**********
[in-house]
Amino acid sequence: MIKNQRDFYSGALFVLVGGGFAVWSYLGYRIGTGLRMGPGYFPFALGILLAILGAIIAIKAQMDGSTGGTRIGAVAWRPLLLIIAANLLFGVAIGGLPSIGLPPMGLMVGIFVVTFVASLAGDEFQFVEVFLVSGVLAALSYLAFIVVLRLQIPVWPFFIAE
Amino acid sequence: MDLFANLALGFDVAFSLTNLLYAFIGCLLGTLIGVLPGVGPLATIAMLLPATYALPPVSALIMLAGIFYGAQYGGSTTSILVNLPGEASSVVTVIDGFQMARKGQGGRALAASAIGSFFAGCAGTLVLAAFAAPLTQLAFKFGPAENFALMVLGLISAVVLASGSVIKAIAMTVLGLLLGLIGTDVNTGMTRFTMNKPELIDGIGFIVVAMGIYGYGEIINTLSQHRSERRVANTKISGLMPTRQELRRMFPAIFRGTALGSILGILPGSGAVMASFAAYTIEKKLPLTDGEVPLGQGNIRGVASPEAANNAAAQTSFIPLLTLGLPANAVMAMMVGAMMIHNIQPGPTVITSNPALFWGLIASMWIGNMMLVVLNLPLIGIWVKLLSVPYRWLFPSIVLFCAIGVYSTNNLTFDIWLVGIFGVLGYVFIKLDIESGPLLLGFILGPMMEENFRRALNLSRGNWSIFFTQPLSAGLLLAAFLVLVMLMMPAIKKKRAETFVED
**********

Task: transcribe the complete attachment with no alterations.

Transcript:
[in-house]
Amino acid sequence: MIKNQRDFYSGALFVLVGGGFAVWSYLGYRIGTGLRMGPGYFPFALGILLAILGAIIAIKAQMDGSTGGTRIGAVAWRPLLLIIAANLLFGVAIGGLPSIGLPPMGLMVGIFVVTFVASLAGDEFQFVEVFLVSGVLAALSYLAFIVVLRLQIPVWPFFIAE
Amino acid sequence: MDLFANLALGFDVAFSLTNLLYAFIGCLLGTLIGVLPGVGPLATIAMLLPATYALPPVSALIMLAGIFYGAQYGGSTTSILVNLPGEASSVVTVIDGFQMARKGQGGRALAASAIGSFFAGCAGTLVLAAFAAPLTQLAFKFGPAENFALMVLGLISAVVLASGSVIKAIAMTVLGLLLGLIGTDVNTGMTRFTMNKPELIDGIGFIVVAMGIYGYGEIINTLSQHRSERRVANTKISGLMPTRQELRRMFPAIFRGTALGSILGILPGSGAVMASFAAYTIEKKLPLTDGEVPLGQGNIRGVASPEAANNAAAQTSFIPLLTLGLPANAVMAMMVGAMMIHNIQPGPTVITSNPALFWGLIASMWIGNMMLVVLNLPLIGIWVKLLSVPYRWLFPSIVLFCAIGVYSTNNLTFDIWLVGIFGVLGYVFIKLDIESGPLLLGFILGPMMEENFRRALNLSRGNWSIFFTQPLSAGLLLAAFLVLVMLMMPAIKKKRAETFVED